The Garden of Eden
A long, long time ago, when I moved to Portugal, I found an old Gideon’s Bible that I had been given in school. It was in a box that mum had left in her caravan. I could hardly believe that it had come all the way from England. I had been asking myself a lot of questions about life at the time, and I was now rather intrigued that I had found this bible at this particular time. So I thought I would give it a whirl.
I started with the Evangelists and then I went back to the beginning. I read it like a novel.
Genesis was a fascinating read, I suggest you take a peak as I don’t want to write all the chapters here.
One of the many things that initially stood out for me were the trees. Trees that bear fruit with more seeds to bear a thousand times more fruit.
How incredible is that? Gen 1:11
I grew up in a city and although our garden had 3 large trees, I had never really felt any affinity with nature. I used to like going to our local park but I had always thought that the countryside was pretty boring.
When I read this chapter though, it changed the way I thought about it.
On the piece of land where I lived there were plenty of trees. Fig trees, olive trees, carob trees, pear trees and almond trees. All producing fruit, with seed to grow more trees and more fruit and more seeds. An everlasting cycle.
The Creation of Man (& Woman)
The part about the ‘creation’ of man I noticed a few things.
We go back a little to before the trees and vegetation were created.
5 “Now no shrub had yet appeared on the earth[a] and no plant had yet sprung up, for the Lord God had not sent rain on the earth and there was no one to work the ground, 6 but streams[b] came up from the earth and watered the whole surface of the ground. 7 Then the Lord God formed a man[c] from the dust of the ground and breathed into his nostrils the breath of life, and the man became a living being”. Gen 1:5–7
Note the word formed :
formed — וַיִּיצֶר֩ (way·yî·ṣer) Conjunctive waw | Verb — Qal — Consecutive imperfect — third person masculine singular.
Strong’s Hebrew 3335: To mold into a form, as a potter, to determine.
I think that was an interesting choice of word. Also the fact that before man was ‘formed’ the earth was wet. It doesn’t just say man was made — but ‘formed’ or ‘molded’.
Anybody that works with clay knows that when you make something from clay — it doesn’t start out as the object you want it to be — it has to be molded into shape and it gradually becomes the object that is determined by your hands.
Could this scripture be in accordance with evolution? Was man gradually molded into something, a few hours in God’s time — but millenia in our own?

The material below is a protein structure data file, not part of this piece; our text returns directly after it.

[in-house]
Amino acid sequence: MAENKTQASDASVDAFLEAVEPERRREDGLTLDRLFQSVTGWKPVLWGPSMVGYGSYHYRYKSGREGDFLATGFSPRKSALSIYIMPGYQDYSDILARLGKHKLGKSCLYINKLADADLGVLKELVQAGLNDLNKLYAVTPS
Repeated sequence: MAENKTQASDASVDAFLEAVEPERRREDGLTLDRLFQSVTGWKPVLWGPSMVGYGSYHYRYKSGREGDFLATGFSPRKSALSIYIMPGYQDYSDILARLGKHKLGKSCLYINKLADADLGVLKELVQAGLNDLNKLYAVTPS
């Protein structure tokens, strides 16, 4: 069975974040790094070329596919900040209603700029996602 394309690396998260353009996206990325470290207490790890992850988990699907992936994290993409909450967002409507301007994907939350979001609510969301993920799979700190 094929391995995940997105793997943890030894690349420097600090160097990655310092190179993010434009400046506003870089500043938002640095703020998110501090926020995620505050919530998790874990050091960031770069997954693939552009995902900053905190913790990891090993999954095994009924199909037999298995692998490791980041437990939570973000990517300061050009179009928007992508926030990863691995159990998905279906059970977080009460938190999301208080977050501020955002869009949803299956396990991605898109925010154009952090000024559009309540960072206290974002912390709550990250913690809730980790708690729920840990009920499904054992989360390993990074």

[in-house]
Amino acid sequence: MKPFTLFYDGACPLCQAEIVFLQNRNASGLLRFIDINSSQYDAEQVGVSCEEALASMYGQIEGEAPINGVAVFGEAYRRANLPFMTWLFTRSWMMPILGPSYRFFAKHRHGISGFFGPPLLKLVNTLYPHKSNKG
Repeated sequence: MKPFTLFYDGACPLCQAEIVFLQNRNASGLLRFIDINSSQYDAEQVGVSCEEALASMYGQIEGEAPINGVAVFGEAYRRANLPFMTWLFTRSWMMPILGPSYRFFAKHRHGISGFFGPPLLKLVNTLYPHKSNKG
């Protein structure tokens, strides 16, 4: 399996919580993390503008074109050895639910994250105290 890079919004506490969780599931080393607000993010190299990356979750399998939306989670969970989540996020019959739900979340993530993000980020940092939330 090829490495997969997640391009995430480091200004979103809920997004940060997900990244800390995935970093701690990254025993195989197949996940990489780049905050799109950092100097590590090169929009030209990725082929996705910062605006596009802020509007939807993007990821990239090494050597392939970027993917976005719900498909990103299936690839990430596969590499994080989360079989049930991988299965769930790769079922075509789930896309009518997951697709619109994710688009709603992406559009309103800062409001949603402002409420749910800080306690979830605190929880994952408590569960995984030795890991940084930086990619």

After Adam was created, God told him to name all of the Animals. Adam did this willingly. He never turned to God and said, “do it yourself” or “I don’t want to”, he did what he was asked. However, after naming all those animals, none of them were a suitable companion for Adam — they were not on his ‘level’. So God made a woman, from his rib. We laugh at this idea — but in a futuristic world, we may be able to clone people from a rib.
God also made something clear to Adam, he told him,
“You are free to eat from any tree in the garden; 17 but you must not eat from the tree of the knowledge of good and evil, for when you eat from it you will certainly die.” Gen 1:16–17
We don’t know if Adam asked why not — he most likely didn’t question it. So God then put Adam into a deep sleep and went off and made Eve. When he brought her back Adam was pretty siked, so much so he declared:
“This is now bone of my bones
and flesh of my flesh;
she shall be called ‘woman,’
for she was taken out of man.”
The Hebrew for man (adam) sounds like and may be related to the Hebrew for ground (adamah); it is also the name Adam (see verse 20).
Both of them were placed in the Garden of Eden, naked, but they were not aware they were naked.
So along comes the serpent. We can debate if this is symbolic of or not. I felt it could be our conscience or our free will. Adam and Eve were both given free will, the ability to decide for themselves.
After having been told they couldn’t eat from the tree in the “centre of the garden” — Eve was tempted by the serpent. The serpent told her that the reason God didn’t want them to eat from it. “because their eyes would be opened” and that they would gain knowledge of both “good and evil”. I suppose we could compare it to the Garden of Eden equivalent of Google.
There seems to be some debate about what fruit they ate. Was it an apple, a fig or a peach for that matter? Well, it doesn’t say. It just says ‘fruit’.
Fruit can be an actual fruit, like an apple, a peach etc., produce a crop, but definition 3: b. of the Merriam Webster dictionary says this :
the effect or consequence of an action or operation : PRODUCT, RESULT
The fruit also became the fruit of an act, an act that would have consequences — the consequences being — the fruit of disobedience. The fruit itself may have had no power, but the fact that they were told not to eat it, and they did, disobeying that instruction became the fruit itself — are you following? So it wasn’t so much the fruit that made Eve ‘see everything’ like God, it was the act of doing something that she was told not to and seeing what would happen — she didn’t die for example.
This must have been like a huge trip for Eve, suddenly becoming ‘aware’ and was about to reap the ‘fruit’ of her doing.